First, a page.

The traveler terminals will always be connected from switch to switch. Travelers never connect to a device load or to a source wire. It doesn’t matter which traveler terminal is used for which traveler wire, reversing them should make no difference.
A rheostat, or dimmer, makes it possible to vary the current flowing to a light fixture thereby varying the intensity of the light. The dimmer switch will have stranded wires that must be sliced to the solid cable wiring with a pigtail. A device like this should only be used with an incandescent light fixture and not with a ceiling fan or other motor. See wiring a speed controller for wiring a rheostat to control fan speed.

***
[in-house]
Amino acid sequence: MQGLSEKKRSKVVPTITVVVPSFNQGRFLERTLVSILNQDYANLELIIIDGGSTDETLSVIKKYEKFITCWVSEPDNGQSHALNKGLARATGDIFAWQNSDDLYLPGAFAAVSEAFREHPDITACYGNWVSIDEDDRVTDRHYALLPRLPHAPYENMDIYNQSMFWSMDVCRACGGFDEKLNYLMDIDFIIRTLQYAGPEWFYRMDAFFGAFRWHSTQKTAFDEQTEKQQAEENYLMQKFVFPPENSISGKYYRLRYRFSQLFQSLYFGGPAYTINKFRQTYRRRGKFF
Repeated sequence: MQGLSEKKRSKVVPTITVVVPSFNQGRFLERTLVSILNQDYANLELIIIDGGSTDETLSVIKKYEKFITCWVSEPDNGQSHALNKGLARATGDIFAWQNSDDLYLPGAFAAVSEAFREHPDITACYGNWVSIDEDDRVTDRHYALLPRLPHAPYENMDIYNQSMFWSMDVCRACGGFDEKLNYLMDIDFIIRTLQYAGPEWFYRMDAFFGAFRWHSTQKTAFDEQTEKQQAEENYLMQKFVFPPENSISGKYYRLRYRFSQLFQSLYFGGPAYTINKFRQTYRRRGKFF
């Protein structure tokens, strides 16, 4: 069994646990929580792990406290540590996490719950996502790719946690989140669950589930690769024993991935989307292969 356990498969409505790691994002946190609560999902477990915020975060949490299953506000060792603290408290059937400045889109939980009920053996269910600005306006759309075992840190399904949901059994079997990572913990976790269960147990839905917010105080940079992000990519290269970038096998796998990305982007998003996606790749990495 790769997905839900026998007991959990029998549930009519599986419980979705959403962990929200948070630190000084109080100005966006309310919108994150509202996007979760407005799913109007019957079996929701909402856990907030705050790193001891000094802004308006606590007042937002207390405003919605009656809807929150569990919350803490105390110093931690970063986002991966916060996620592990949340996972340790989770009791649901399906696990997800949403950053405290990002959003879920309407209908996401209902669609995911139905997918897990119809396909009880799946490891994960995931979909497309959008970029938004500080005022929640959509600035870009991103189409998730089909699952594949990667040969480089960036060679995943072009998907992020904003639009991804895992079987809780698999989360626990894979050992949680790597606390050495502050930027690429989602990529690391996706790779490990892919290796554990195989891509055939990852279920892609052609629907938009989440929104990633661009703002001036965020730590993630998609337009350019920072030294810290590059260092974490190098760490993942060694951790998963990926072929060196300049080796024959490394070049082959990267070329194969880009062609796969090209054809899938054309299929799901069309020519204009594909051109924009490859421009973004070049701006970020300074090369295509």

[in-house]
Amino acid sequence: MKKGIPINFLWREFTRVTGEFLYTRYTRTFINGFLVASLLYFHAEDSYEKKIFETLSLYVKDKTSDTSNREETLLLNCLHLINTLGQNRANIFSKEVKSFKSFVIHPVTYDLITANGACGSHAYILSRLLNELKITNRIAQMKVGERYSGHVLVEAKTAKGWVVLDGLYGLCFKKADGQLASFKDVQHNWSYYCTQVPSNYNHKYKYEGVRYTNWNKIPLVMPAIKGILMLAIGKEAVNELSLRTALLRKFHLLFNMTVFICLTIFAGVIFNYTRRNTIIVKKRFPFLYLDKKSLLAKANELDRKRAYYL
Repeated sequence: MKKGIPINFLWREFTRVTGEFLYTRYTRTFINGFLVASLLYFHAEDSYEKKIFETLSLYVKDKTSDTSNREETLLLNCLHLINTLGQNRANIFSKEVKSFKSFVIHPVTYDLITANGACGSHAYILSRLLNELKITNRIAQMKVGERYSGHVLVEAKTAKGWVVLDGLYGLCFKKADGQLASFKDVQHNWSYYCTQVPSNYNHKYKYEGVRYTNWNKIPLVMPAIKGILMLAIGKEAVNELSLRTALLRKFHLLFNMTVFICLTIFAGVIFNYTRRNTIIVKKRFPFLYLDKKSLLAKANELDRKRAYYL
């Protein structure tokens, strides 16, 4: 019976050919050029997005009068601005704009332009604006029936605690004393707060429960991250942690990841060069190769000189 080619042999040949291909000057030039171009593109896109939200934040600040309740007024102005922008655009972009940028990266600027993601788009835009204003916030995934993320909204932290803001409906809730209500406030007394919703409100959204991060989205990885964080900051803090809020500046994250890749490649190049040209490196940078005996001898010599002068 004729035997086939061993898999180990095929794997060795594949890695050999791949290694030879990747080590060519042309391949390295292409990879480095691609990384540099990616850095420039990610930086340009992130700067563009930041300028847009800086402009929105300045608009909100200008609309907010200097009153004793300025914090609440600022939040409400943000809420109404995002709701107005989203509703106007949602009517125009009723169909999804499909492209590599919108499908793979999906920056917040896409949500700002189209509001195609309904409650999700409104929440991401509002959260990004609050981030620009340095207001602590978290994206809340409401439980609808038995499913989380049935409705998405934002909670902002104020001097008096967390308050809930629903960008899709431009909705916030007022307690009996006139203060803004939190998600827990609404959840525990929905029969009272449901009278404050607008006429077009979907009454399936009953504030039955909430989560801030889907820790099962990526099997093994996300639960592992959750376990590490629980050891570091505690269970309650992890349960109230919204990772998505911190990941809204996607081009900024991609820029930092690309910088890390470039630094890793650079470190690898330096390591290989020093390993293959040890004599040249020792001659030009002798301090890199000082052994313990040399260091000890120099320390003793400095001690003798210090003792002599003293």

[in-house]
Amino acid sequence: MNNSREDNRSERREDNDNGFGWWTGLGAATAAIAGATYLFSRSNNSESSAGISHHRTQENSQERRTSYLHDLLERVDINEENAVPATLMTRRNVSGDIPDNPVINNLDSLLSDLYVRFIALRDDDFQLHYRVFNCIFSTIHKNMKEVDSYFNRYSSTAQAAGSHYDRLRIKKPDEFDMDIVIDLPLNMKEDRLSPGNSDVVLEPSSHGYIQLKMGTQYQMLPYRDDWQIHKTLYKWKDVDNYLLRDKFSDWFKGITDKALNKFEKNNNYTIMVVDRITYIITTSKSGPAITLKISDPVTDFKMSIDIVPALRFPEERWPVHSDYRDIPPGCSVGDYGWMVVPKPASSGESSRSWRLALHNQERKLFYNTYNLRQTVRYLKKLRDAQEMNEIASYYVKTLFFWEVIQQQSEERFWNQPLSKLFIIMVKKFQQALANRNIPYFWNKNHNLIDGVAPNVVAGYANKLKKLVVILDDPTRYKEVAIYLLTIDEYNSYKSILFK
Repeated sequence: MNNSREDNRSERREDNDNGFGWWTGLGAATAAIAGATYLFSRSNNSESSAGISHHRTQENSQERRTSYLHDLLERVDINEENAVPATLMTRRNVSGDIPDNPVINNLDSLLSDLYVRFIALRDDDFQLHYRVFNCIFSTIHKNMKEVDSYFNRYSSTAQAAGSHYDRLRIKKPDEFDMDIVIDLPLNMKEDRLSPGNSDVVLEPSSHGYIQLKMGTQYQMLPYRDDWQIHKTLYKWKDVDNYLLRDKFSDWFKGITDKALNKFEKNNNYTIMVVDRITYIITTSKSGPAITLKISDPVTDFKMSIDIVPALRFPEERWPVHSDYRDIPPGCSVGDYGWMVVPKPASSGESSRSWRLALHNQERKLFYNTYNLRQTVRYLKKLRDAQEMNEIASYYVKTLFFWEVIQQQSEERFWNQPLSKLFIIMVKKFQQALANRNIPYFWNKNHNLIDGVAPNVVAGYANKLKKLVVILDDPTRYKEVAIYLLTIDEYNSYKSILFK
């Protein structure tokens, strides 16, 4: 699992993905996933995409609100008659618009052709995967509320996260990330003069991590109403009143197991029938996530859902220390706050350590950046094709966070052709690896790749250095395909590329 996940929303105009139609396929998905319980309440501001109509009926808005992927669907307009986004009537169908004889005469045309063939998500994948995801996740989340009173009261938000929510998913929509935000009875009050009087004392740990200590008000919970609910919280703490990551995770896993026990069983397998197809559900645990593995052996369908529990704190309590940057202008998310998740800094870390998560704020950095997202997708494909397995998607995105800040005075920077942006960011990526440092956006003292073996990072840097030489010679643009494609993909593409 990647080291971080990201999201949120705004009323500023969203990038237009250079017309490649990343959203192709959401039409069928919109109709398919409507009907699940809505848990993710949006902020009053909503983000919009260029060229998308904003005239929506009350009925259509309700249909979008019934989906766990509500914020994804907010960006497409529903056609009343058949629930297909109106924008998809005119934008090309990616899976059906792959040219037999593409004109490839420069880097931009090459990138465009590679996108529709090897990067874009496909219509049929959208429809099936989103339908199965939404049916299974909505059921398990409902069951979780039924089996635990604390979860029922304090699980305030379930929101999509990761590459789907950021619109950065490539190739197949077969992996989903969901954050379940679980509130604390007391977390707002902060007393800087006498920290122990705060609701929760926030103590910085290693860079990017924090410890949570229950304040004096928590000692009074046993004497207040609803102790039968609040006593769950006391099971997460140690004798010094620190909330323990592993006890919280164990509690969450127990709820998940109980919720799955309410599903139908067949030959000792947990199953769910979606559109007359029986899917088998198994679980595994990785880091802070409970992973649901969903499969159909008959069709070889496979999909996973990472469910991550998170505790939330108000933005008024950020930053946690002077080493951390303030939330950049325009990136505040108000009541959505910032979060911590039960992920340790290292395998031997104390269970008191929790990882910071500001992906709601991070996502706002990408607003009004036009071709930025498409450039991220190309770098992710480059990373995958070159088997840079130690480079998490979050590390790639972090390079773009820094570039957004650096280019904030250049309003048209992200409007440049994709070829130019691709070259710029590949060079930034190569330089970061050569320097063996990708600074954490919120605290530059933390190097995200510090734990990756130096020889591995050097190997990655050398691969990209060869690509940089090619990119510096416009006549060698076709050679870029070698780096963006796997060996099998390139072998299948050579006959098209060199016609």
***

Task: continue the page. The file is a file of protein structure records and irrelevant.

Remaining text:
Here a single-pole switch controls the electricity to a light fixture. The source is at the switch and 2-conductor cable runs from there to the light. The source hot wire is connected to the bottom terminal on the switch and the top terminal is connected to the black cable wire. The neutral wire from the source is spliced to the white cable wire and continues on to the light. At the light, the white wire connects to the neutral terminal and the black wire connects to the hot.
A 20 amp, 120v duplex receptacle like this should be installed in a circuit using 12 awg or larger cable and a 20 amp circuit breaker. These receptacles are usually found in kitchen wall outlets where two branch circuits are needed to serve small appliances and a refrigerator.
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